By Darlene Donloe
The west coast premiere of Pulitzer Prize winner Suzan-Lori Parks’ new drama, Father Comes Home From The Wars Parts 1, 2 & 3, is a theatrical juggernaut.
It’s a powerful, heart-rending, at moments comical, play set during the Civil War.
The protagonist is a slave named Hero, played superbly and effectively by Sterling K. Brown (American Crime Story: The People vs. O.J. Simpson). Hero has a decision to make. Although he’s been deceived with talks of freedom by his slave master before, on this particular occasion he is, once again, approached with the possibility of freedom if he joins his master, played with finesse by Michael McKean (Better Call Saul, This is Spinal Tap, Laverne & Shirley), in the ranks of the Confederacy. His master feels better and safe with Hero by his side.
While the decision seems to be cut and dry, after all, why wouldn’t he go for it? It’s not that simple. If he gets his freedom, he would be leaving behind the woman he loves as well as others he’s come to love. Can he trust master? He was enticed, once before, only to continue living his life as a slave.
The play poses the question about the true meaning of freedom, what it looks like, feels like, smells like and tastes like. The backdrop to this show is war, but not just the obvious Civil War. There is the war within one’s soul, the war within one’s familiar and the war within one’s community. Sometimes the battle one fights within themselves is much more devastating than the one that looms on the battlefield. That war is often futile.
Other slaves on the plantation are taking bets as to whether Hero will go off to war. Some are elated and others disappointed when Hero decides to go. He goes, however, – trusting his master’s word.
Michael McKean, Sterling K. Brown and Josh Wingate
In one scene, in Part 2, Hero and his master, who is a Colonel, are lost in a forest after losing track of their regiment. They have some heart to heart conversations, especially as it relates to the capture of a Union soldier that the Colonel has imprisoned in a makeshift wooden cage. Part 2 is a significant act that speaks to the character of the three men.
Also in Part 2, Hero gives an impassioned speech to the Union soldier about his life being worth more as a slave than it would be if he was a free man.
“Seems like the worth of a colored man, once he’s made free, is less than his worth when he’s a slave,” he says.
Sterling K. Brown
Brown is mesmerizing. His commanding voice and effectual acting moves the intense story forward. McKean lightens the festivities with his off-hand repartee. McKean has one of the best lines in the show. It nearly brings the house.
After breaking down talking about the death of his son, the Colonel says, “I am grateful every day that God made me white.” In full context the line is brilliant and full-on hilarious.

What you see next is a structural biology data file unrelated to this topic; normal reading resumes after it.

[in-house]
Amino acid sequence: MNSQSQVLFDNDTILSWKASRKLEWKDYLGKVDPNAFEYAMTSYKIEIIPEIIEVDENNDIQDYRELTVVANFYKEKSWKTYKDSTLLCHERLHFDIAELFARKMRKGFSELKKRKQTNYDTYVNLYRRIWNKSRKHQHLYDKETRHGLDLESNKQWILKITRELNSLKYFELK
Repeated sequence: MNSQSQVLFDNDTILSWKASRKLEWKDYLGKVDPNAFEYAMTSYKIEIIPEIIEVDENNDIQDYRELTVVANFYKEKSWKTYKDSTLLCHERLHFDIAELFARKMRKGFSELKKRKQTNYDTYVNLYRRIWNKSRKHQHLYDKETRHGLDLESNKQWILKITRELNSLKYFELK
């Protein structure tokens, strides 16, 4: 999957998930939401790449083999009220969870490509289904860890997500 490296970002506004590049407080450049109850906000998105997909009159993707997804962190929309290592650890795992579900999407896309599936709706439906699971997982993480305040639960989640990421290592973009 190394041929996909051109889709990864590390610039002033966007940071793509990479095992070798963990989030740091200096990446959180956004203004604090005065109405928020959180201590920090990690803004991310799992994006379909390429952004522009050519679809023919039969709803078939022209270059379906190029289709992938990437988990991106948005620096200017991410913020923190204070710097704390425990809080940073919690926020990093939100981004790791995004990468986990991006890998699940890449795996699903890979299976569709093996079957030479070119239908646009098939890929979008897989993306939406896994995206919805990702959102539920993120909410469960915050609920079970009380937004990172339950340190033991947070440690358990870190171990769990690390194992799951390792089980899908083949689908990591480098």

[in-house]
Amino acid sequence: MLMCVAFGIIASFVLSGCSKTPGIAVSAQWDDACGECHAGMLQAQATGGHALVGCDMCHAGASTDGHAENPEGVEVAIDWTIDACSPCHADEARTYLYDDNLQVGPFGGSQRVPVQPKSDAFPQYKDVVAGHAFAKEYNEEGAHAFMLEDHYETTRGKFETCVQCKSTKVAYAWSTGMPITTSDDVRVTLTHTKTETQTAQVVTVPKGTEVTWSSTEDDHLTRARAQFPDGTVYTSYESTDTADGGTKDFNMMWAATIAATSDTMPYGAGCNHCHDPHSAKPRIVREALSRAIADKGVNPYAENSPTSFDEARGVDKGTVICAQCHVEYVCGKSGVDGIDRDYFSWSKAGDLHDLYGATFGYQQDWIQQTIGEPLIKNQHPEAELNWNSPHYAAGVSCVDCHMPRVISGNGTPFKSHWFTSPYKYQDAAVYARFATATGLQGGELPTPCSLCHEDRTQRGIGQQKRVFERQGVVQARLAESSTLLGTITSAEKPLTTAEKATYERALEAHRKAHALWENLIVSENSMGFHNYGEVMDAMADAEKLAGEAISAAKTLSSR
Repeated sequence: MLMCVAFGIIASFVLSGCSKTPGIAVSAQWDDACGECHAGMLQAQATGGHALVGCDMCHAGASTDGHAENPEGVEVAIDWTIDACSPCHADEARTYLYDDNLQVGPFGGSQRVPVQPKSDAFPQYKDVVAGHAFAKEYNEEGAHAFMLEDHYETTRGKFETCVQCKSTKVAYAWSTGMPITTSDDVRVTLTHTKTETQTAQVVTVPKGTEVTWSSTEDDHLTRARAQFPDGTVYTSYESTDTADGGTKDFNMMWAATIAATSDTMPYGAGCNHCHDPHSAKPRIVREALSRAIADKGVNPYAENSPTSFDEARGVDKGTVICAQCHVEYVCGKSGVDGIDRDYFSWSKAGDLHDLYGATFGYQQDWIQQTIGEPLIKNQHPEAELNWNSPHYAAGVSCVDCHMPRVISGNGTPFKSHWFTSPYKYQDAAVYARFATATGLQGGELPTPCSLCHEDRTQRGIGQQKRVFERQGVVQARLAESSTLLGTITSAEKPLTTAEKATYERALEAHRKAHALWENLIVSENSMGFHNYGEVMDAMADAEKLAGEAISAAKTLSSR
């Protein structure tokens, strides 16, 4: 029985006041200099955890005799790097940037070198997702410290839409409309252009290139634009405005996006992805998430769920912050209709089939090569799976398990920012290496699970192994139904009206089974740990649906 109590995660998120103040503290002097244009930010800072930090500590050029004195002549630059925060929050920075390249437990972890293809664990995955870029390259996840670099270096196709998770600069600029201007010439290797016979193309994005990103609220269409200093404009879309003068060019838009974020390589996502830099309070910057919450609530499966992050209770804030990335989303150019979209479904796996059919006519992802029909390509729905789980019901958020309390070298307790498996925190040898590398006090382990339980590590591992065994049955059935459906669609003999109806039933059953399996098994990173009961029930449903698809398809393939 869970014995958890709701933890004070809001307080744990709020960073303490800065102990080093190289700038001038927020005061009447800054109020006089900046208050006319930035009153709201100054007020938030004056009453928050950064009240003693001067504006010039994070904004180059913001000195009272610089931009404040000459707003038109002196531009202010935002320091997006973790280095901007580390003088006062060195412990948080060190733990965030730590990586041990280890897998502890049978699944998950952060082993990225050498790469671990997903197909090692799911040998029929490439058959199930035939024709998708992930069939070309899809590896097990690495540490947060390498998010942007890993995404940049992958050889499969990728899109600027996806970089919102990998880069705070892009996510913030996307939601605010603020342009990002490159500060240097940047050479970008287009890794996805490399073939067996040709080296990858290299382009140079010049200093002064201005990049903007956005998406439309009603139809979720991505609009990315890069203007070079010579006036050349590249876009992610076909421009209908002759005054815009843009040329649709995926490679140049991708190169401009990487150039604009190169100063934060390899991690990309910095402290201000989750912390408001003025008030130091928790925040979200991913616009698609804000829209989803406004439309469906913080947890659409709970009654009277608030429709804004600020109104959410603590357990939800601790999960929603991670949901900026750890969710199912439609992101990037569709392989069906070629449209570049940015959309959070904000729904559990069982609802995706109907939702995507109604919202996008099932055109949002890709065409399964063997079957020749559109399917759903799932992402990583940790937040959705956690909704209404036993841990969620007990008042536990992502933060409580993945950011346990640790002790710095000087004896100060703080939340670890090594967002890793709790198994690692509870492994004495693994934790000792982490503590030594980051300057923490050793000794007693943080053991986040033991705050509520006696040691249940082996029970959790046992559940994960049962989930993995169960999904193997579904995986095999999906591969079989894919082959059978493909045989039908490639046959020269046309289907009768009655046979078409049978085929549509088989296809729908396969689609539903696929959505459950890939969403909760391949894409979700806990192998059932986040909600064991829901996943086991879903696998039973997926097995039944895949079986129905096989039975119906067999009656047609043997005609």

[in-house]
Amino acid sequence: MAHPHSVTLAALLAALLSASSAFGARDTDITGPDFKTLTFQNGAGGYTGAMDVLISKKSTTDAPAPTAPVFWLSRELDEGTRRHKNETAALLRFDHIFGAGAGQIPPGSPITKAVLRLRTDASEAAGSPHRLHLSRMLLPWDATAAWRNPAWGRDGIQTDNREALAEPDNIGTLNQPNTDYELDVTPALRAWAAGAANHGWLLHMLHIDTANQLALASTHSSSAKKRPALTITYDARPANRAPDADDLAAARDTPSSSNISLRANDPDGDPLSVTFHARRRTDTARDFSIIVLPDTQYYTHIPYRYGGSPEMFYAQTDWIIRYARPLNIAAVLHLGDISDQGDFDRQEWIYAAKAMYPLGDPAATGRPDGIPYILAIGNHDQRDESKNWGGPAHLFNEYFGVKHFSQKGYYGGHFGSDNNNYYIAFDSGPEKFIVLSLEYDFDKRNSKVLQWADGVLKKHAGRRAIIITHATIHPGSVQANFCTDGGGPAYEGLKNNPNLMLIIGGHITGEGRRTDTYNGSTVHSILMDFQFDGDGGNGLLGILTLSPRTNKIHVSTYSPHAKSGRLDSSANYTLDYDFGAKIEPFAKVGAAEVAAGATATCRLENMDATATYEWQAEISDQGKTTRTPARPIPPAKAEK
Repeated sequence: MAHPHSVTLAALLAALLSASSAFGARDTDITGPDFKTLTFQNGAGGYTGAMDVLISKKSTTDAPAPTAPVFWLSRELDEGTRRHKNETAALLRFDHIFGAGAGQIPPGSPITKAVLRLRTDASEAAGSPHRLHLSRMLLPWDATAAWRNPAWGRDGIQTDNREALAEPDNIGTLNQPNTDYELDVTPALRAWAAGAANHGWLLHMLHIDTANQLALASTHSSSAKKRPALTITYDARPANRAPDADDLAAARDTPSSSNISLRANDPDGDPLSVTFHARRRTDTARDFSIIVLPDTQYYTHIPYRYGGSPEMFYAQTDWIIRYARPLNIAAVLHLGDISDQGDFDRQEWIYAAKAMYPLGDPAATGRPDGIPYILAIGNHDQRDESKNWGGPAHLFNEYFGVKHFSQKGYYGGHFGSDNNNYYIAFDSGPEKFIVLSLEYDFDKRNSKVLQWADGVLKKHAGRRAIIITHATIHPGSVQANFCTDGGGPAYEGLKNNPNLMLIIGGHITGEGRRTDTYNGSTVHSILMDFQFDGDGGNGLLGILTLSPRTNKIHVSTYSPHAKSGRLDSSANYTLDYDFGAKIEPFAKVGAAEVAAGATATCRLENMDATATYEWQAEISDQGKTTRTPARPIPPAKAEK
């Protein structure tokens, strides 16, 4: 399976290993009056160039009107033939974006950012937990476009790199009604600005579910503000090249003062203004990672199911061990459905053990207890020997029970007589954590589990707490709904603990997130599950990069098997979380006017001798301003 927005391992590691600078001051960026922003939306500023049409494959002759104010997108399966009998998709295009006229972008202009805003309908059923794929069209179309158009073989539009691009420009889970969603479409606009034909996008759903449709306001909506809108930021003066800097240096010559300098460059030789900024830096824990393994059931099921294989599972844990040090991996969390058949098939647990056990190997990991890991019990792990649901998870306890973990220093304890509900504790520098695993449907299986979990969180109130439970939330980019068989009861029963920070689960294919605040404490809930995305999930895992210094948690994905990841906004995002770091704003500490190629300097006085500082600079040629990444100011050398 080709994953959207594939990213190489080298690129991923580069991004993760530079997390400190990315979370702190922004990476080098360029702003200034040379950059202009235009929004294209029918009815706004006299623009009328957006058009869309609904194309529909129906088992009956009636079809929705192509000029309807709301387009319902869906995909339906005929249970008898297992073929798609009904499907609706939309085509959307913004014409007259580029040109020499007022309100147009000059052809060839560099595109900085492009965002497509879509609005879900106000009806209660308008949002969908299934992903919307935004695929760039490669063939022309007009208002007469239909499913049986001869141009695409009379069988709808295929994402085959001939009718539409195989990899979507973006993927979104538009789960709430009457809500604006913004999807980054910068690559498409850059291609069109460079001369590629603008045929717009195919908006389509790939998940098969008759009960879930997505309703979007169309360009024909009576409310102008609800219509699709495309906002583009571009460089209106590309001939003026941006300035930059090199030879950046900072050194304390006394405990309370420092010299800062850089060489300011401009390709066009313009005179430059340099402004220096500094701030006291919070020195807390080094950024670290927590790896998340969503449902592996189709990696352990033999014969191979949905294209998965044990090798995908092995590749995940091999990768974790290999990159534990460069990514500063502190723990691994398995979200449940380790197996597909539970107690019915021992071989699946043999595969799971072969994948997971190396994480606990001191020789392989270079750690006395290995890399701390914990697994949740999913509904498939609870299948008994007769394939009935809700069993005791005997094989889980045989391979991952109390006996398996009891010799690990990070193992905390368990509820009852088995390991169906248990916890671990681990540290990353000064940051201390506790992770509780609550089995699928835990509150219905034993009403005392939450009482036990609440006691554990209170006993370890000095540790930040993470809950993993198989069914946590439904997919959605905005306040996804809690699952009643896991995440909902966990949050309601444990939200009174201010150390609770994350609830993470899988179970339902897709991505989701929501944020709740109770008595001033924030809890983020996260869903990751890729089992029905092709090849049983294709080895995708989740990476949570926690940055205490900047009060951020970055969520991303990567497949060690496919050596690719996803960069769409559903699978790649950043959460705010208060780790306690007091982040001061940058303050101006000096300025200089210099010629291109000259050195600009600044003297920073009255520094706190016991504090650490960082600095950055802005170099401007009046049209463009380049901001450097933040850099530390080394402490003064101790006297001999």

Roger Robinson is his usual brilliant self – engulfing the stage with every utterance and subtle movement.
Levity invaded the show in the form of a dog named Odyssey. Patrena Murray gives a hilarious performance as Hero’s dog. It’s a brilliant portrayal that brought levity to an otherwise hard story to swallow.
(l-r) Julian Rozzell Jr., Sameerah Luqmann-Harris,
Tonye Patano and Russell G. Jones
When Hero, who by Part 3 has changed his name to Ulysses, returns from the war - he is, not surprisingly, a different man. The day he returns, several slaves have decided to escape. For some reason he doesn’t reveal that he has a piece of paper that says slaves have been freed by the Emancipation Proclamation. Ironically, Hero/Ulysses’ first act as a freed man is to bury his master. It’s a powerful moment in an effective play.
This play could not be done with a bootleg group of actors. Lucky for Parks’ and Bonney, this entire cast give authentic performances, including guitarist Steven Bargonetti who sets up some scenes by playing little ditties stage left and stage right. The music works!
Director Jo Bonney (Sex, Drugs, Rock & Roll, Pounding Nails In The Floor with My Forehead and Slanguage) has crafted an intricate production that, although is set during the Civil War, is surprisingly timely. Parks’ writing is convincing, inspired and emotive.
Neil Patel’s scarce set surrounds the stage. The costumes (ESosa), lighting (Lap Chi Chu) and sound (Dan Moses Schreier) sufficiently completes the show.
This production is highly recommended. Impressive writing, directing, story and acting.
Father Comes Home From The Wars, written by Suzan-Lori Parks and directed by Jo Bonney, stars in alphabetical order, Steven Bargonetti (“Father Comes Home…,” Public Theater; “Hair,” Broadway), Sterling K. Brown (“Father Comes Home…,” Public Theater; “The People v. O.J. Simpson,” FX), Russell G. Jones (“Father Comes Home…,” Public Theater; “Ruined,” Manhattan Theatre Company, Obie Award), Sameerah Luqmaan-Harris (“The Emperor Jones,” Irish Repertory Theatre; “Advantageous,” Sundance Special Jury Award), Michael McKean (“Better Call Saul,” AMC; “This is Spinal Tap;” “Harps and Angels,” Mark Taper Forum), Patrena Murray (“Father Comes Home…,” ART; “Julius Caesar,” Irondale Center), Tonye Patano (“Father Comes Home…,” Public Theater; “Weeds,” Showtime), Larry Powell (“The Christians,” Mark Taper Forum; “The Mountaintop,” Actors Theatre of Louisville), Roger Robinson (“Joe Turner’s Come and Gone,” Tony Award; “Seven Guitars,” Tony nomination), Julian Rozzell Jr. (“Father Comes Home…,” Public Theater; “Boardwalk Empire,” HBO) and Josh Wingate (“Justified,” FX; “General Hospital”).
On the DONLOE SCALE: D (don’t bother), O (oh, no), N (needs work), L (likeable), O (oh, yeah) and E (excellent), Father Comes Home From the Wars gets an E (excellent).
Father Comes Home From The Wars (Parts 1, 2 & 3), Mark Taper Forum, 135 N. Grand Ave., Los Angeles; through May 15; $25-$85; (213) 628-2772 or online at www.CenterTheatreGroup.org.